Ellen Grace Lesser is a PGR in the Department of Theology and Religion. Her current research concerns the relationship between nonhuman animals and the Christian God.
My first exposure to the concept of an academic CV was when I applied for my Masters by Research and needed to include one as a supporting document. At the time, I didn’t have an up-to-date non-academic CV. What was more, I didn’t know what the difference was.
After some research, I finally felt like I had looked at enough examples to give it a go. Particularly helpful were the resources on the University of Exeter Career Zone and the University of Oxford careers website. I separated out my research experience and went into lots of detail about my Bachelor’s Degree. I teased out all the society committee positions I had held over the previous three years and stuck them all under ‘Positions of Responsibility’. Then I wrote a little about myself at the top and put my interests at the bottom. There was much less emphasis on my previous work experience than there was on my non-academic CV – more important was my experiences of teaching and leading group sessions, something which I had been lucky enough to have the opportunity to do as part of being on various society committees.
Since my Masters application, the only time I’ve needed my academic CV was for my PhD funding application, and then only so my referees could have as much information as possible while writing my references. I was told that my CV was ‘impressive’, which was heartening to know.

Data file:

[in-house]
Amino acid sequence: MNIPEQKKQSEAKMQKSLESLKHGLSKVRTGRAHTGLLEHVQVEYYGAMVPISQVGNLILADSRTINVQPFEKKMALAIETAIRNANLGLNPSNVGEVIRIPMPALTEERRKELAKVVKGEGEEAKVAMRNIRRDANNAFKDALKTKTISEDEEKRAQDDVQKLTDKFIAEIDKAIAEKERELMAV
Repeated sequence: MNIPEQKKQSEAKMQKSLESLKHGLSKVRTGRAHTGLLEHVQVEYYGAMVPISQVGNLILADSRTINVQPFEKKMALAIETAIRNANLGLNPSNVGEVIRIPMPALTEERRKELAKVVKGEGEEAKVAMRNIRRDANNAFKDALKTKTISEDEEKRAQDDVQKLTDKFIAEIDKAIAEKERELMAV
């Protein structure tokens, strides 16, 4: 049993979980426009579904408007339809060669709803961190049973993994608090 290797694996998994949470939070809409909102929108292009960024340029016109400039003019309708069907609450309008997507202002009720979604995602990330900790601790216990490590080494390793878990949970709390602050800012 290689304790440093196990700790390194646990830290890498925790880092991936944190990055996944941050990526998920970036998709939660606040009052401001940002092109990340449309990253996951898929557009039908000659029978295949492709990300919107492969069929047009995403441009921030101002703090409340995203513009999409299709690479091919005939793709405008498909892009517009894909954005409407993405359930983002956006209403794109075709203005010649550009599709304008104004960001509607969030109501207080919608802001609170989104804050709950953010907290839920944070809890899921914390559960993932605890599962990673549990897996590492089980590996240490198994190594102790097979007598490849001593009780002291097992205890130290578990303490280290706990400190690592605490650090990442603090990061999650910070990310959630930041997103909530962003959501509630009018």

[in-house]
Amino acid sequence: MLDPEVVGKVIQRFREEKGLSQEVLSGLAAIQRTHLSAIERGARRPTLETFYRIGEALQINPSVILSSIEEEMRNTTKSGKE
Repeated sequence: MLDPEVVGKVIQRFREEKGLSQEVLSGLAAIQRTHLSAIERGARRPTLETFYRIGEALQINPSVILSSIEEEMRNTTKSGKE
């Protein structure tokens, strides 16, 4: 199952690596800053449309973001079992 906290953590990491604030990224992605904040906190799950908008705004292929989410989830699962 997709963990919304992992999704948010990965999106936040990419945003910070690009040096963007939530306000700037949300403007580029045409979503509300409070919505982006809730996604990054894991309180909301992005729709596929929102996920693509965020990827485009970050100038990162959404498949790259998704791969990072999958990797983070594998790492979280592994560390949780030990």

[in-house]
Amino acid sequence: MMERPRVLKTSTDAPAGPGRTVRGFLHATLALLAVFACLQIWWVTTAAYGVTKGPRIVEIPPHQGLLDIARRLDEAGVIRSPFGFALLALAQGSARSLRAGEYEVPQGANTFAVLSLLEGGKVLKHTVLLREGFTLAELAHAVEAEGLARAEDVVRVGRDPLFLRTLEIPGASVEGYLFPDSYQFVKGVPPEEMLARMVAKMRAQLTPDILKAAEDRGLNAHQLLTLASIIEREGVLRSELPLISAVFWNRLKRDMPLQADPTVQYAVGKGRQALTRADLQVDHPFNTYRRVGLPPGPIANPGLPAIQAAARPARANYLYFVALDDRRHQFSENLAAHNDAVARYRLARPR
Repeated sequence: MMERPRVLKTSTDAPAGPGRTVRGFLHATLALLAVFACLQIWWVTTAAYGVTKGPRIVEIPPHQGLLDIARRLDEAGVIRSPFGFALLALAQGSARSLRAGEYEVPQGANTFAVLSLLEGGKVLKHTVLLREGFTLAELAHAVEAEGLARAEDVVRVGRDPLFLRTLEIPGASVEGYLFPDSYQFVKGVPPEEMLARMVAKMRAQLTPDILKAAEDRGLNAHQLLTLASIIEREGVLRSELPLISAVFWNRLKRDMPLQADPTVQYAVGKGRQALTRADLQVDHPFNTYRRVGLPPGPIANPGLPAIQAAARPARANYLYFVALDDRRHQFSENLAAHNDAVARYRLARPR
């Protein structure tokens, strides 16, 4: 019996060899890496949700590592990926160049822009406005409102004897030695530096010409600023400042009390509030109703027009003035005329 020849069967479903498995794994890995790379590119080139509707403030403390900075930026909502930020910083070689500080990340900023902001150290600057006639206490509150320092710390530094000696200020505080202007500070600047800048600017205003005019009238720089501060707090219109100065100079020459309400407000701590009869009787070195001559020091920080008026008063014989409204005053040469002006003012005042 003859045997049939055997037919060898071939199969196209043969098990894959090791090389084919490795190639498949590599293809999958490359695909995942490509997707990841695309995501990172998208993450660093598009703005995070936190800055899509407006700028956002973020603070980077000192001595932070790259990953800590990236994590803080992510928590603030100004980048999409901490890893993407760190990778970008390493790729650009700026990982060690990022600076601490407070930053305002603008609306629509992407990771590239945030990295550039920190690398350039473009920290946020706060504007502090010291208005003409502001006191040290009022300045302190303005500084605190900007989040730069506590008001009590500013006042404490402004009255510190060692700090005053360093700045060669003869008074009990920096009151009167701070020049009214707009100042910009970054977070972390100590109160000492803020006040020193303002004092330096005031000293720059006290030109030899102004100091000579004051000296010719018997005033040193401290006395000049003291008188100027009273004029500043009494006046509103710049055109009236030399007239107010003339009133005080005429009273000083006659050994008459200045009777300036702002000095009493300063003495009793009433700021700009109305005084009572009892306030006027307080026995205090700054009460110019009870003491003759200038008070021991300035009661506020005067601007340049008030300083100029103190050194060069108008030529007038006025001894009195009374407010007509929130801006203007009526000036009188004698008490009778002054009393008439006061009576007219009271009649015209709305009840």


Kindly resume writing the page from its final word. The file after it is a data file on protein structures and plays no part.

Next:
Even though I have not formally needed my academic CV for over two years now, I keep it up to date. I have all my conference papers on it, detailing paper titles, conference titles, conference locations, and conference dates. I have a publications section – only one entry so far, but it’ll grow. Every time I do something, I make a point of putting it on my CV.
One of the beautiful things about academic CVs as opposed to non-academic CVs is that they don’t follow the same rules with regards to length. Non-academic CVs cannot be longer than two sides of A4 – no arguments. Academic CVs, on the other hand, can be three or four sides of A4. I add things to my CV as soon as they happen, partly so that I don’t forget to add it later, but also because having an up-to-date CV does wonders for combating Imposter Syndrome.
Imposter Syndrome is a blight on the academic community to which no researcher is immune. PGRs and ECRs, however, are just getting their first taste of Imposter Syndrome, which can make it even more difficult to overcome. I know I have experienced terrible bouts of feeling that I wasn’t good enough to be doing what I’m doing, or that I might somehow get ‘found out’.
What I have found, however, is that when I am having those thoughts, reading my CV really helps. The horror of Imposter Syndrome comes from feeling that you are unqualified, and a CV shows you in no uncertain terms that that is not the case. Look at all this stuff you’ve done! You’re doing fine. Now go get that degree!